Merger and acquisition activity was hot in 2012. Some surveys maintained that M&A numbers fell off this year as global economic trends made buyers more cautious, but others say company consolidation was steady. 

While there were numerous transactions involving small and midsize firms, the year also featured one deal that, if it is completed early next year, will become one of the largest ever in the industry: Woodlands, Texas-based CB&I is set to acquire The Shaw Group, Baton Rouge, in a $3.1-billion megadeal. It is set to expand the global reach of both players in the power and industrial markets.

Shareholders are set to vote on the transaction on Dec. 20.

Company officials are optimistic the firms' can blend their businesses in a mutually beneficial way, but experts caution that  "culture clash" remains the biggest risk in making M&As successful.

Another major merger involved United Rental's acquisition of RSC, a $4.2-billion transaction in the construction-equipment arena.

A merger between two big U.S. utilities in the Southeast hit a big bump this year when one key executive was ousted, partly because of issues over flawed work at one of the combined companies' nuclear facilities.

New Bidding Approaches Attract Risk-Takers, Create Industry Anticipation
Seeking to propel stalled public-works projects, firms boosted participation in public-private partnerships and other funding mechanisms.

While projects such as an Ohio River crossing adopted the P3 approach this year and firms positioned themselves to get ready for a possible market expansion, political and financial constraints left many wondering whether P3 projects will ever gain widespread adoption in the U.S.

The high-profile $5-billion replacement of the Tappan Zee bridge across the Hudson River in New York is perhaps the most closely followed procurement involving private finance this year.

While authorities opted for traditional public procurement, the project was one of the first large procurements to use the state's new design-build contracting authority. But there were gyrations when one of its bidding teams unexpectedly dropped out near the end, stating risk concerns.

The $6-billion program to upgrade and expand Philadelphia's International Airport was also hotly contested. A team led by CH2M Hill was selected as that program's management firm.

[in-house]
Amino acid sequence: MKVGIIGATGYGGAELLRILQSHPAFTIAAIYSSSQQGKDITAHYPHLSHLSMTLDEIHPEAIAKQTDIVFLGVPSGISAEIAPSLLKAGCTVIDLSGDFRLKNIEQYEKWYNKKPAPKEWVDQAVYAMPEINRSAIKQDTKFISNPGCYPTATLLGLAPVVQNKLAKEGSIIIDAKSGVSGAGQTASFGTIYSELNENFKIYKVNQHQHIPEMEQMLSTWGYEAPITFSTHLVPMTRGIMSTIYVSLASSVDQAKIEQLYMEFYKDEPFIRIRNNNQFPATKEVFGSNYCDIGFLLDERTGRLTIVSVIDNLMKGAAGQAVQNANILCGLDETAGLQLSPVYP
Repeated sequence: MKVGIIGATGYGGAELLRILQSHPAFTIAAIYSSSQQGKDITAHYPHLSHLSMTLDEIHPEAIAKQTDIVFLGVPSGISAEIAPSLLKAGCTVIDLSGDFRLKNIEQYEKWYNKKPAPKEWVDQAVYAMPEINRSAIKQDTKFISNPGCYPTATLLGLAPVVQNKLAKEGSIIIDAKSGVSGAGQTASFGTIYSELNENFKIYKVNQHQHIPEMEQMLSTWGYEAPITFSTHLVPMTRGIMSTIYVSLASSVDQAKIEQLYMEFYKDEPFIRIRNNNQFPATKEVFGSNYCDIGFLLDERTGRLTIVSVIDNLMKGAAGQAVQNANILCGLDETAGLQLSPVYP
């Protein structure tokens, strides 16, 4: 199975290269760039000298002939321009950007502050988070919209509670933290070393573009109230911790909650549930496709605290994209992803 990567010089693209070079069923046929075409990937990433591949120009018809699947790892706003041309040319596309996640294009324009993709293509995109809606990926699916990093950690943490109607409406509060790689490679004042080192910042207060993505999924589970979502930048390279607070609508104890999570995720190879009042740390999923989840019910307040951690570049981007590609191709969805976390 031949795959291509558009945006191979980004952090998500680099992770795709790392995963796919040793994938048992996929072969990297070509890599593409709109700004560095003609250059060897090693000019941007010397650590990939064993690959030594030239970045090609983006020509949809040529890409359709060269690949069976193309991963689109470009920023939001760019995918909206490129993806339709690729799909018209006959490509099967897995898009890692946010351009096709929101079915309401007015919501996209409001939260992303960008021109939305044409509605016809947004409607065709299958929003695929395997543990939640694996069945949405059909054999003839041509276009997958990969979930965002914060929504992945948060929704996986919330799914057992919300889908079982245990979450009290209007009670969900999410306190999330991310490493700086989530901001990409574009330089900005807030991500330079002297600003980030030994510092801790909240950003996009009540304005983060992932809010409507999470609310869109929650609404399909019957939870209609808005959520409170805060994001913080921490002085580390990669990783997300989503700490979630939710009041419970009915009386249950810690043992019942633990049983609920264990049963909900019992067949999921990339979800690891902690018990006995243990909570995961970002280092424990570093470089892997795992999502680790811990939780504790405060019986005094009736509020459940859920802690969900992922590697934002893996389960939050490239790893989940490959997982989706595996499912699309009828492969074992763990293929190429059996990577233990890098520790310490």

Ups and Downs for Industry Players
A team led by Fluor Corp. appears to be the grand-prize winner in the Tappan Zee competition, although the formal announcement of its selection has yet to be made. The firm and its investors were upbeat on project wins in petrochemical markets.

But firm officials were stunned when mediators ruled against it in a contentious fight with utility owners over alleged flaws in the construction of Greater Gabbard, a huge wind project off the coast of Great Britain.

But other complex mega-projects faced their share of controversy this year, including bid protests escalating on a long-awaited federal contract in Antarctica and a $700-million flood-control project in New Orleans.

Seeking to improve efficiency and future prospects, more industry firms focused on "professionalizing" their boards of directors by broadening company representation, enacting tougher scrutiny of executive decisions and reaching for more non-company participation.

Engineering licensing also sparked debate. 

Changes in the C-Suite
Leadership also moved up or moved on
as companies dealt with generational shifts and sought to enter new markets.

Women and minorities—in some cases, for the first time ever—moved to the top ranks of military construction, private-sector C-suites and major associations.

Industry Loses Yesterday's Pioneers and Today's Top Talent
In 2012, the industry bid farewell to early pioneers in the boardroom, such as BE&K's Ted Kennedy and Turner Corp.'s Howard Turner as well as those who made lasting advances in the laboratory and in the field, such as wind engineering innovator Jack E. Cermak and noted performance-based seismic innovator Helmut Krawinker. Engineer Jack Gillum, linked to the 1981 Hyatt Regency hotel walkway collapse in Kansas City, died in July.

But the industry also lost younger executives and associations leaders.

These include Mark Ayers, head of the AFL-CIO's building and construction trades department. Patsy Crisafi and Vinnie Vaccarello, heads of rail-construction consulting firms, died in a private-plane crash. Federal authorities have yet to determine a conclusive cause of the accident.

Read more about the other construction-industry leaders who died in 2012.